When you’re inviting your neighbour’s kid to a children’s class, Comic Sans on coloured paper won’t instill a sense of trust in their mum. Your charming smile may, but a well-designed invitation will give you an extra edge to communicate confidence, experience, and maybe even joy and creativity.
In the fourth part of our Designing the Faith series, we look at outstanding examples of color on paper.
It is very difficult to render tribute to a person so precious and outstanding as Violette Nakhjavani, who passed away last month.
She lived a life of service to the beloved Cause, blessed by the years of early pioneering in the continent of Africa and by the unique opportunity to be the tireless companion and devoted friend of the Hand of the Cause, Amatu’l-Baha Ruhiyyih Khanum, whom she loved and served so dearly.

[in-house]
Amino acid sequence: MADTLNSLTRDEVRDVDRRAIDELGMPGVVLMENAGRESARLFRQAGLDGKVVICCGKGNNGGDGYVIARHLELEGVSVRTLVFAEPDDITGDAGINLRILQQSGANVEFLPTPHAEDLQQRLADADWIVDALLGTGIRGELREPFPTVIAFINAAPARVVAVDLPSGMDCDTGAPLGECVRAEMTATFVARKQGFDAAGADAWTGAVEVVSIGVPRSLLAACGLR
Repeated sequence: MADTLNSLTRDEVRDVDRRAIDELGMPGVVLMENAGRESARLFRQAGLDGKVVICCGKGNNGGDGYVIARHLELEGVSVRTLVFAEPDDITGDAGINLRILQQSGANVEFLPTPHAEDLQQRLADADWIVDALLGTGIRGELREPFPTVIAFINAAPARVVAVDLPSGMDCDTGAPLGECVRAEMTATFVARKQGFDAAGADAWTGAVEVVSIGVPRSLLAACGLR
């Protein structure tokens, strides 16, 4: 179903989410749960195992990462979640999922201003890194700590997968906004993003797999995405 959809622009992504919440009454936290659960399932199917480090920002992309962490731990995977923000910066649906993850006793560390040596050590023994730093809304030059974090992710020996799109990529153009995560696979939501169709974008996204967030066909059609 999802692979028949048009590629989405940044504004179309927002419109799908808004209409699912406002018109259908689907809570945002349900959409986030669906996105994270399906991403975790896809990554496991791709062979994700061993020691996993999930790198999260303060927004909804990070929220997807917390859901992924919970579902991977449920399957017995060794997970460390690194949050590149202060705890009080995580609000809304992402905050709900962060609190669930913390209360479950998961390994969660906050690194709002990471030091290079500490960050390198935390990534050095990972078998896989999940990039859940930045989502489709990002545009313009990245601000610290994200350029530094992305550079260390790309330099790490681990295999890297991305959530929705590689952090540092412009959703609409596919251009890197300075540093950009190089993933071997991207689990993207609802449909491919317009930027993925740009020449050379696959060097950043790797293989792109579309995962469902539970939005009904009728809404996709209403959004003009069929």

Words cannot sufficiently describe the manner in which Mrs Nakhjavani and Ruhiyyih Khanum courageously and steadfastly spread the Message of Baha’u’llah. They travelled thousands of kilometers – across villages, cities, countries and oceans – and lovingly encouraged individuals of all origins, race and creed, as well as strengthening their love for the Faith.
The Bab was born in Shiraz, Persia (Iran) on October 20, 1819. He was born into a middle class family of merchants and tradesmen who were known for their fairness and piety.
There are very few details known about the circumstances surrounding the birth of the Bab.